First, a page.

How to get really rich: Brian Rosner

Who does not want to be rich? Most of us are unembarrassed by our desire for prosperity, only stopping short of approving that greed is good. “There is nothing wrong with wanting to get really rich,” says Brian Rosner, “as long as riches are properly defined.” In Beyond Greed, Rosner diagnoses the problem with the modern materialistic mindset in terms of unacknowledged greed – the forgotten vice – before treating it with the Bible's vision of riches beyond riches, outlining for us the gospel of God's prosperity for those who want to be truly wealthy.

Our desire for riches

In Beyond Greed, Brian Rosner demonstrates from the Bible that the problem with material riches is a deficiency of value: their true worth is so little that their acquisition is of no real and lasting gain. What is worse, over desire for material riches, known of old as greed, is the religion of our world and as such is to God nothing less than idolatry of another kind.

Greed is primarily a theological problem: what the greedy do with money is what idolaters do with their idols, and what Christians ought to do with God – they offer money their love; they give riches their trust; they give wealth their obedience. But this love is debasing, this trust misplaced, this service enslaving – and all instead of loving and trusting and obeying God with these riches, which is true life and reward and freedom.

Real riches

Contentment begins with the knowledge of the God who is himself content, who promises us true riches, and whose goodness ought to be trusted. Rather than fight our insatiable desire for riches, Rosner, following the Bible, redirects us with the offer of an alternative vision of real riches. In doing so he rightly identifies the solution to materialism and the prosperity gospel as a renewing of our modern mindset with a passion for the true wealth that Christ in the gospel gives.

The God who in jealousy competes with money for our affection not only stresses the futility of worldly wealth but also bids us to desire and seek after the riches that he offers because they are of undebatably greater worth. Throughout the Scriptures spiritual goodness, godliness and spiritual blessing is promised as true riches both now and for the age to come.

The development of the Bible's emphasis on prosperity through the Old Testament into the New is an unfolding revelation pointing forward to the future when the people of God will come out of the city of this world, doomed in all her riches (Revelation 18:4-19), and into the wealth of the new city, which is coming down out of heaven to us, with the eternal and incorruptible wealth of the glory of God, its radiance describe in terms of the brilliance of rare jewels, clear crystal, and pure gold, and whose people will be adorned as with the fine clothing of a bride (Revelation 21:1-21).

How to get really rich

Who wants to get really rich? Disturbingly, Revelation 3:17-18 describes the materially rich as actually pitifully poor, but also suprisingly appeals to them with a gospel of prosperity: The invitation of Jesus to those who are both rich and spiritually poor is to come buy without money what they can never afford, the spiritual riches of God – come in your poverty purchase without cost from God the true gold of godliness (Rf. Isaiah 55:1).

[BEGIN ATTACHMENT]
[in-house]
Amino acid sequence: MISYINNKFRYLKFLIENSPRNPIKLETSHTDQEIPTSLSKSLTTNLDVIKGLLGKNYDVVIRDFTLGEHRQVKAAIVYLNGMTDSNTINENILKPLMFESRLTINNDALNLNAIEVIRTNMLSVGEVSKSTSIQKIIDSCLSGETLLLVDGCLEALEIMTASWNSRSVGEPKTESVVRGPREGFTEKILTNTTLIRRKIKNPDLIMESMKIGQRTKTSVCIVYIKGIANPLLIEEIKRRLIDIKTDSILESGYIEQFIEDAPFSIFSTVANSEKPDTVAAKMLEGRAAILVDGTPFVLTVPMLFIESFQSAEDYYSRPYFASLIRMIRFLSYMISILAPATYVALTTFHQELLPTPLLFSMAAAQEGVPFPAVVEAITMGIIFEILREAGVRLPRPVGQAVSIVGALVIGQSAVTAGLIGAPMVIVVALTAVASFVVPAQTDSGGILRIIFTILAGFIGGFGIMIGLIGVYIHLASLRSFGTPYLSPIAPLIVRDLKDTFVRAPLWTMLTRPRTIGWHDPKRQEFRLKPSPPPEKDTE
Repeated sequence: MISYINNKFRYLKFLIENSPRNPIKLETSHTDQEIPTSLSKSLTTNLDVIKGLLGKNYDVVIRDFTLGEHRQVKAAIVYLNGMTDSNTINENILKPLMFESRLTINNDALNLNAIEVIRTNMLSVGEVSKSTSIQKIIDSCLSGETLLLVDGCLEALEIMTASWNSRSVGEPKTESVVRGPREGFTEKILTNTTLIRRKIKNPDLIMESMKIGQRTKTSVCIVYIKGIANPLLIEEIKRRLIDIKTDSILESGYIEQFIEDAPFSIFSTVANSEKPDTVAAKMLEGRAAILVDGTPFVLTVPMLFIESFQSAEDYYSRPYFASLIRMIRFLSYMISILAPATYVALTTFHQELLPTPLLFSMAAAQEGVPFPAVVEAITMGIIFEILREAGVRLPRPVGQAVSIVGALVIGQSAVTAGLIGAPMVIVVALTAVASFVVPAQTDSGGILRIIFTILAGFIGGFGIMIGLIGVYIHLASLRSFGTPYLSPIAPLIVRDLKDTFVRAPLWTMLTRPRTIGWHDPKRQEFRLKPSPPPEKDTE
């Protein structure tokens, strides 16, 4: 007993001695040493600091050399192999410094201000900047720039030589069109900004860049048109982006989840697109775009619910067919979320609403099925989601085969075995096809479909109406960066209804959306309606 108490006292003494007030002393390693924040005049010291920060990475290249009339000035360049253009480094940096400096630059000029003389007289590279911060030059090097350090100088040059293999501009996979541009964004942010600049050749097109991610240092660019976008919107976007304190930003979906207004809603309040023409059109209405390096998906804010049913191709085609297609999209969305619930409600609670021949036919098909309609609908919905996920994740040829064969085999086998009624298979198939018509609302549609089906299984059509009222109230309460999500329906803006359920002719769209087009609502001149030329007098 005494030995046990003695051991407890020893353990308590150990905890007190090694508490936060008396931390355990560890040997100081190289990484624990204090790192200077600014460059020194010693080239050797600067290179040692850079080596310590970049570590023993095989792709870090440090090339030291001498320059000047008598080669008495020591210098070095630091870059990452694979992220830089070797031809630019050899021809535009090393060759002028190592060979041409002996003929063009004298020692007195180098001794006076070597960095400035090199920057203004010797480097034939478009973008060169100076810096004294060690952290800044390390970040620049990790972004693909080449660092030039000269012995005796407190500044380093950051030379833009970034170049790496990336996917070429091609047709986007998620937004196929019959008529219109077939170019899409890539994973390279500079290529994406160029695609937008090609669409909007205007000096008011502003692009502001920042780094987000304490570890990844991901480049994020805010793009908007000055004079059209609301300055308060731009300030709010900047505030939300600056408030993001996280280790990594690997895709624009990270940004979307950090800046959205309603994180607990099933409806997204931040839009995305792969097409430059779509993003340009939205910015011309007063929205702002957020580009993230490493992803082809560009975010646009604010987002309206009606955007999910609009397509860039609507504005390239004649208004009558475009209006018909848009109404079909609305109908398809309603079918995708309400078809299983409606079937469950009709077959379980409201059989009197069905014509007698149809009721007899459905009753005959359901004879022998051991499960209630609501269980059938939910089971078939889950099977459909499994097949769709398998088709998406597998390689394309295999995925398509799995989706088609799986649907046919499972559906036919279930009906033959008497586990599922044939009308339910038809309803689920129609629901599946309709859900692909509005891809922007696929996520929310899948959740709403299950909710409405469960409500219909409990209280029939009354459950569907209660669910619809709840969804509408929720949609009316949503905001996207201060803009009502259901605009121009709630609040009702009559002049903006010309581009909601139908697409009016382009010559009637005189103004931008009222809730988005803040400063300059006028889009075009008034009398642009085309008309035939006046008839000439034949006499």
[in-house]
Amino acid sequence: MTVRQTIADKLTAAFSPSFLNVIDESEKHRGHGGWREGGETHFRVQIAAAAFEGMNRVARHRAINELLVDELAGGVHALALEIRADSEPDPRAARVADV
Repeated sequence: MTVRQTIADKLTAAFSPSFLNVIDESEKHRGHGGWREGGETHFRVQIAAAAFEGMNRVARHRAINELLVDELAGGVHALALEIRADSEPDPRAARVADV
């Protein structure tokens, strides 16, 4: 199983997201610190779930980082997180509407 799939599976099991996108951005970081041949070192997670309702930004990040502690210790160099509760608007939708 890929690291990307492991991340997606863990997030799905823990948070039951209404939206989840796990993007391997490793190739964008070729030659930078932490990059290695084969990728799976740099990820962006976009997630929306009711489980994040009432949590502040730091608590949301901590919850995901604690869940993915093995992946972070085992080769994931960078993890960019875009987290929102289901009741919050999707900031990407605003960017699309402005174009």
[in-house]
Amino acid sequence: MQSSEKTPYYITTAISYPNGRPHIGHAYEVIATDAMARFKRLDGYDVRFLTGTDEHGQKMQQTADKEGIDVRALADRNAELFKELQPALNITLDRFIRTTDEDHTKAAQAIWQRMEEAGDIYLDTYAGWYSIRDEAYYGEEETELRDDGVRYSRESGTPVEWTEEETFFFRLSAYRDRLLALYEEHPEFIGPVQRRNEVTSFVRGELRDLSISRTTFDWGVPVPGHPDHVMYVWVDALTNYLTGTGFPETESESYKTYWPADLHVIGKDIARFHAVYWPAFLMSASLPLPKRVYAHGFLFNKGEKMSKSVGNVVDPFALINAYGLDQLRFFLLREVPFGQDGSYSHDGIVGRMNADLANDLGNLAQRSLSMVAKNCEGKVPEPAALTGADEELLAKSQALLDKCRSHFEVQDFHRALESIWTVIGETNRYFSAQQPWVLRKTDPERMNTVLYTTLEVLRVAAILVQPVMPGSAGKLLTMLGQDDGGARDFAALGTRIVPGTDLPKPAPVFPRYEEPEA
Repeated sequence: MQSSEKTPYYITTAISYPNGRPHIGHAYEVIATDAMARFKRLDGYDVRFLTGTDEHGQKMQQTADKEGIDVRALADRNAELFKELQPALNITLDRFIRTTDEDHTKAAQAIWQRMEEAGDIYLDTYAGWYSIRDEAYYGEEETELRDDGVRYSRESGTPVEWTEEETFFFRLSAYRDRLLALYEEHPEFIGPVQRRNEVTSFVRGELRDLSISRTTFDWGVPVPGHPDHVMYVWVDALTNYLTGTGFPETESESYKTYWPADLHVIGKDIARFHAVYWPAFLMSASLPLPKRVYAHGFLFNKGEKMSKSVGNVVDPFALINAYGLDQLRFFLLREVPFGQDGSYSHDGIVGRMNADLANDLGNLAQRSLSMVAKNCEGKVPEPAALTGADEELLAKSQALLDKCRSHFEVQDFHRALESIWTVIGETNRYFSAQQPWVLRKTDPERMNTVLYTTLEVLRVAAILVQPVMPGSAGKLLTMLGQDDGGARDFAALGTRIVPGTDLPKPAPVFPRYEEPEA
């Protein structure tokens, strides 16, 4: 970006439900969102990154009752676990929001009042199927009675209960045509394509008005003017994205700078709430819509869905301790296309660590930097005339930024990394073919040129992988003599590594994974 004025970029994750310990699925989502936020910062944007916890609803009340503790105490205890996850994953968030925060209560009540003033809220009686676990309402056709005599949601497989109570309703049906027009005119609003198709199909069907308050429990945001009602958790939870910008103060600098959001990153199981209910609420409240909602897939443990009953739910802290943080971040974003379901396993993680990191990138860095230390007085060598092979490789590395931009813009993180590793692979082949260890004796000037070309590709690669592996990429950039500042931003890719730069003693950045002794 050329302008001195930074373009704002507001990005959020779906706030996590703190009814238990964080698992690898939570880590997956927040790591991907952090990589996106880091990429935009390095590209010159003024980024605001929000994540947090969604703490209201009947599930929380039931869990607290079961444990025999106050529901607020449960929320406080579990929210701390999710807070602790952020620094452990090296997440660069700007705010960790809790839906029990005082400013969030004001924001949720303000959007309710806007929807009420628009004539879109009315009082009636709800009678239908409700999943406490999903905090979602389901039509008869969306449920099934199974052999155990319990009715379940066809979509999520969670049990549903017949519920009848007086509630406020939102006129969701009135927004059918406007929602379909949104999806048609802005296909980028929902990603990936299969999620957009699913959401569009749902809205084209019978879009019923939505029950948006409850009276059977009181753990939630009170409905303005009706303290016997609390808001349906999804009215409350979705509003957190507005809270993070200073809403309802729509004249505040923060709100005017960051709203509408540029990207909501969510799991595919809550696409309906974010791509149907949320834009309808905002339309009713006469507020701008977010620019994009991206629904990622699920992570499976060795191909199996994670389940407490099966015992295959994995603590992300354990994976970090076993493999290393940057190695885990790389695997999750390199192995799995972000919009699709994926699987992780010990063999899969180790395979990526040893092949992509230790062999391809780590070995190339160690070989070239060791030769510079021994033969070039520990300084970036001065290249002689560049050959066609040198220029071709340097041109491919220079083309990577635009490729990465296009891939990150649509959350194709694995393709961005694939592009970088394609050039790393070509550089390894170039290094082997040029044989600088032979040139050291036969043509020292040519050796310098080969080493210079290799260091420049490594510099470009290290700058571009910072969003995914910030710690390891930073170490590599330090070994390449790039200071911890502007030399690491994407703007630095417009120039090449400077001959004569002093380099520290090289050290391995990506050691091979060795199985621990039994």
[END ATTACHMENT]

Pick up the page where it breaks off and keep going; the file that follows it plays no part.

And for those who would, laying up this treasure starts now. Rosner's purpose in Beyond Greed is to renew our thinking, not only that we would turn our desire from money back to God, but also to free up our wallets, effecting an increase in our generosity: “The book is an attempt to disturb our pockets, not with practical tips and specific appeals, but rather by warming our hearts and clearing our heads” (p. 9).

The other (prosperity) gospel

Until relatively recently Christian attitude recognised greed as destructive, deceitful, and as nothing less than idolatry against the God who would have us love him using our money, not the other way around (loving money using God). But today the prosperity gospel of Pentecostalism gives greed a theological grounding.

In Australia the prosperity gospel is a growing message and is now increasingly adopted into the Pentecostal mindset, encouraged by the likes of Brian Houston of Hillsong College in Sydney, who wrote, You Need More Money: Discovering God's Amazing Financial Plan for Your Life (Castle Hill: Maximised Leadership, 1999).

Rosner is right to be sharp at this point: “The consequences of misreading the Bible on the subject of poverty and riches are grave. To claim that the benefits of peace with God include health and wealth... ignores the Bible's clear teaching on the dangers of greed and the freedom contentment brings. Further, it sets up false expectations so when hardship or trouble of whatever kind comes, believers are not equipped to cope, and may become disillusioned with the faith. With tragic irony, the real problem with prosperity preachers is that in focusing on material benefits, they undersell the gospel of beneficial hardship and glorious hope that boasts in knowing and being known by God.” (p. 41).


Rosner, Brian. Beyond Greed. Kingsford: Matthias Media, 2004. | joe towns: christian discussion on pentecost, charisma, pentecostal and charismatic beliefs, the Bible and Jesus; including the origin and history of pentecostalism, baptism in the Holy Spirit, speaking in tongues, gifts and miracles, divine healing and word of faith, prosperity and wealth, praise and worship, guidance and hearing the voice of the Holy Spirit.